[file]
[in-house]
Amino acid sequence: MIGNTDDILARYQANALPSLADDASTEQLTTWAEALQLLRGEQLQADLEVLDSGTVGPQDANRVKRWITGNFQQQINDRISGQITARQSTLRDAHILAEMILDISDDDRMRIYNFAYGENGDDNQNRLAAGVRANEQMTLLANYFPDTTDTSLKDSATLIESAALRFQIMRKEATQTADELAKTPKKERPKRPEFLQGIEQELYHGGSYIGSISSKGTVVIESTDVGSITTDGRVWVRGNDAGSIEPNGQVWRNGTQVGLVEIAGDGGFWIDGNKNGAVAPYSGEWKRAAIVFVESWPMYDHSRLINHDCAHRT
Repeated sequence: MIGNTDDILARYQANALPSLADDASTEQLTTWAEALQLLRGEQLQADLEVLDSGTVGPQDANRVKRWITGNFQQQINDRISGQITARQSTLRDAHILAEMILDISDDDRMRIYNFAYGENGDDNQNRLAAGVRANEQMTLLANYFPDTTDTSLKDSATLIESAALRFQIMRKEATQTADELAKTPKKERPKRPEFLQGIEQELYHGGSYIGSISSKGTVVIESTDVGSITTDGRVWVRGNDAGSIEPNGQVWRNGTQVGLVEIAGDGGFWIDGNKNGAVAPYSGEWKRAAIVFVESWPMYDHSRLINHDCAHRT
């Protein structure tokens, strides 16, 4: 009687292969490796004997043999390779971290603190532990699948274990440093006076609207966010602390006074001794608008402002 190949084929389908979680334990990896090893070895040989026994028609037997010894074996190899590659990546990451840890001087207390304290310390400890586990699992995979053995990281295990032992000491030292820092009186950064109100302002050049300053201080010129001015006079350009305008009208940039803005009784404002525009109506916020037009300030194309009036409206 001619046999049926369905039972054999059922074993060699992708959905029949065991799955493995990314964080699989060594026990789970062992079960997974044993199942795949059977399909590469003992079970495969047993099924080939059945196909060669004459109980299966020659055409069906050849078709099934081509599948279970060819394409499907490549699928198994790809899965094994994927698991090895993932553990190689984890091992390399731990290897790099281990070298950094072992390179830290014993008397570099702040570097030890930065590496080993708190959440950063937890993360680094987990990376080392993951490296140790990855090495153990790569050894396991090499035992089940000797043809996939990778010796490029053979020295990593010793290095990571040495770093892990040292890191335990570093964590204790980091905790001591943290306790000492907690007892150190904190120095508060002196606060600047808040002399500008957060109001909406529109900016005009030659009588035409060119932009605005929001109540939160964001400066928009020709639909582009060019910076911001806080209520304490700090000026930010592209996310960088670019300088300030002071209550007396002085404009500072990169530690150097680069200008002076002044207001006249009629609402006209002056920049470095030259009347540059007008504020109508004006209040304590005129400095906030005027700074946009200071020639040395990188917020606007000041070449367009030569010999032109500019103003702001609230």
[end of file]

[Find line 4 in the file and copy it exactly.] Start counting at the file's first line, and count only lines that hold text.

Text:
């Protein structure tokens, strides 16, 4: 009687292969490796004997043999390779971290603190532990699948274990440093006076609207966010602390006074001794608008402002 190949084929389908979680334990990896090893070895040989026994028609037997010894074996190899590659990546990451840890001087207390304290310390400890586990699992995979053995990281295990032992000491030292820092009186950064109100302002050049300053201080010129001015006079350009305008009208940039803005009784404002525009109506916020037009300030194309009036409206 001619046999049926369905039972054999059922074993060699992708959905029949065991799955493995990314964080699989060594026990789970062992079960997974044993199942795949059977399909590469003992079970495969047993099924080939059945196909060669004459109980299966020659055409069906050849078709099934081509599948279970060819394409499907490549699928198994790809899965094994994927698991090895993932553990190689984890091992390399731990290897790099281990070298950094072992390179830290014993008397570099702040570097030890930065590496080993708190959440950063937890993360680094987990990376080392993951490296140790990855090495153990790569050894396991090499035992089940000797043809996939990778010796490029053979020295990593010793290095990571040495770093892990040292890191335990570093964590204790980091905790001591943290306790000492907690007892150190904190120095508060002196606060600047808040002399500008957060109001909406529109900016005009030659009588035409060119932009605005929001109540939160964001400066928009020709639909582009060019910076911001806080209520304490700090000026930010592209996310960088670019300088300030002071209550007396002085404009500072990169530690150097680069200008002076002044207001006249009629609402006209002056920049470095030259009347540059007008504020109508004006209040304590005129400095906030005027700074946009200071020639040395990188917020606007000041070449367009030569010999032109500019103003702001609230």